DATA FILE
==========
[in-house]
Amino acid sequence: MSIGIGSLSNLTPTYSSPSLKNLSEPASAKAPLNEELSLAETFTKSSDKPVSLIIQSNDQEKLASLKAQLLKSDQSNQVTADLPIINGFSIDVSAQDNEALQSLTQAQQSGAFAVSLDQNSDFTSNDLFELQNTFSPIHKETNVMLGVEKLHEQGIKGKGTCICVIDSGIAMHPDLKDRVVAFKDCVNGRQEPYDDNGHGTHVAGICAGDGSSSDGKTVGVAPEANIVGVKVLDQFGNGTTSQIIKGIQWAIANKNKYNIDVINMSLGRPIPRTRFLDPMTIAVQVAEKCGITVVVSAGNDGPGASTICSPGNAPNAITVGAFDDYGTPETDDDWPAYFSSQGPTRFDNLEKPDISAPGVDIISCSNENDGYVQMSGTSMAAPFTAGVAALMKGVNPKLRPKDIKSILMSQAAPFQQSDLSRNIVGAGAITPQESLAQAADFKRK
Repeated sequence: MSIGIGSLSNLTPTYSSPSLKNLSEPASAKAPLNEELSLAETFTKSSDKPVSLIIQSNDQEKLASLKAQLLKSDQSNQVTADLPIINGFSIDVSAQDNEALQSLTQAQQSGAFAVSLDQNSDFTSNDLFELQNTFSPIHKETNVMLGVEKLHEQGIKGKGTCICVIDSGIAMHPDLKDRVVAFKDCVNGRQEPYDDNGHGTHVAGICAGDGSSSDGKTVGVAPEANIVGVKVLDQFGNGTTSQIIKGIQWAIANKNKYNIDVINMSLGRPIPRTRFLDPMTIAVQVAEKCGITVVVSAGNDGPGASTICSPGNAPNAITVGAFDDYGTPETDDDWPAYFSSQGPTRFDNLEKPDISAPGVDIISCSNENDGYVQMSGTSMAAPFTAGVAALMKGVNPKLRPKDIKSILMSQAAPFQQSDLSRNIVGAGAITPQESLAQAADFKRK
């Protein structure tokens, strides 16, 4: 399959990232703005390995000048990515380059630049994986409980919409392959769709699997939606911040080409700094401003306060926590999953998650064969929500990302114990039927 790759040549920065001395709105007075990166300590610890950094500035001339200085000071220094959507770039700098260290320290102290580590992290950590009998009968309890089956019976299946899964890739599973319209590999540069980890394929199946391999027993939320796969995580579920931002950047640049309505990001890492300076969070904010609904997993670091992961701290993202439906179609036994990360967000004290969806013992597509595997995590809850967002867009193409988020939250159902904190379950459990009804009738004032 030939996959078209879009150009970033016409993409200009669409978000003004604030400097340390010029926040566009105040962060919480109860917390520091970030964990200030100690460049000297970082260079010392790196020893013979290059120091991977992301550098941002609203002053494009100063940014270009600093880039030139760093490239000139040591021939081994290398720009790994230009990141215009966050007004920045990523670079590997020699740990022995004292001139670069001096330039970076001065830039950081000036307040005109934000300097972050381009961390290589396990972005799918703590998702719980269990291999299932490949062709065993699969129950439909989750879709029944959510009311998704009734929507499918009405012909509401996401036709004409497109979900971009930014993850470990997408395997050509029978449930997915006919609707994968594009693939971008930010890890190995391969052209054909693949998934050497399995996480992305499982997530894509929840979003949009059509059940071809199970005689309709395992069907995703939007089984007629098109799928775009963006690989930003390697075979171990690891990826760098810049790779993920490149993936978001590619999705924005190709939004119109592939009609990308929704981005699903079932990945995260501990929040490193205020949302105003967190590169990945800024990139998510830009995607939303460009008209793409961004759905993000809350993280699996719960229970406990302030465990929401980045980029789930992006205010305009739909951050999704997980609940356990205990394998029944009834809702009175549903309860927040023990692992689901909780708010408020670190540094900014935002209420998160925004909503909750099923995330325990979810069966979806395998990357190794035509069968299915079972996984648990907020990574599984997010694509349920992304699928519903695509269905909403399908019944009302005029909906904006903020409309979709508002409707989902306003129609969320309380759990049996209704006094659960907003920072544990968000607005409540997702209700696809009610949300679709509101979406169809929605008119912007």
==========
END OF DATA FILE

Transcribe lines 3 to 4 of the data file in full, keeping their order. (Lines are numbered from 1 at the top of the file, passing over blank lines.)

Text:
Repeated sequence: MSIGIGSLSNLTPTYSSPSLKNLSEPASAKAPLNEELSLAETFTKSSDKPVSLIIQSNDQEKLASLKAQLLKSDQSNQVTADLPIINGFSIDVSAQDNEALQSLTQAQQSGAFAVSLDQNSDFTSNDLFELQNTFSPIHKETNVMLGVEKLHEQGIKGKGTCICVIDSGIAMHPDLKDRVVAFKDCVNGRQEPYDDNGHGTHVAGICAGDGSSSDGKTVGVAPEANIVGVKVLDQFGNGTTSQIIKGIQWAIANKNKYNIDVINMSLGRPIPRTRFLDPMTIAVQVAEKCGITVVVSAGNDGPGASTICSPGNAPNAITVGAFDDYGTPETDDDWPAYFSSQGPTRFDNLEKPDISAPGVDIISCSNENDGYVQMSGTSMAAPFTAGVAALMKGVNPKLRPKDIKSILMSQAAPFQQSDLSRNIVGAGAITPQESLAQAADFKRK
């Protein structure tokens, strides 16, 4: 399959990232703005390995000048990515380059630049994986409980919409392959769709699997939606911040080409700094401003306060926590999953998650064969929500990302114990039927 790759040549920065001395709105007075990166300590610890950094500035001339200085000071220094959507770039700098260290320290102290580590992290950590009998009968309890089956019976299946899964890739599973319209590999540069980890394929199946391999027993939320796969995580579920931002950047640049309505990001890492300076969070904010609904997993670091992961701290993202439906179609036994990360967000004290969806013992597509595997995590809850967002867009193409988020939250159902904190379950459990009804009738004032 030939996959078209879009150009970033016409993409200009669409978000003004604030400097340390010029926040566009105040962060919480109860917390520091970030964990200030100690460049000297970082260079010392790196020893013979290059120091991977992301550098941002609203002053494009100063940014270009600093880039030139760093490239000139040591021939081994290398720009790994230009990141215009966050007004920045990523670079590997020699740990022995004292001139670069001096330039970076001065830039950081000036307040005109934000300097972050381009961390290589396990972005799918703590998702719980269990291999299932490949062709065993699969129950439909989750879709029944959510009311998704009734929507499918009405012909509401996401036709004409497109979900971009930014993850470990997408395997050509029978449930997915006919609707994968594009693939971008930010890890190995391969052209054909693949998934050497399995996480992305499982997530894509929840979003949009059509059940071809199970005689309709395992069907995703939007089984007629098109799928775009963006690989930003390697075979171990690891990826760098810049790779993920490149993936978001590619999705924005190709939004119109592939009609990308929704981005699903079932990945995260501990929040490193205020949302105003967190590169990945800024990139998510830009995607939303460009008209793409961004759905993000809350993280699996719960229970406990302030465990929401980045980029789930992006205010305009739909951050999704997980609940356990205990394998029944009834809702009175549903309860927040023990692992689901909780708010408020670190540094900014935002209420998160925004909503909750099923995330325990979810069966979806395998990357190794035509069968299915079972996984648990907020990574599984997010694509349920992304699928519903695509269905909403399908019944009302005029909906904006903020409309979709508002409707989902306003129609969320309380759990049996209704006094659960907003920072544990968000607005409540997702209700696809009610949300679709509101979406169809929605008119912007």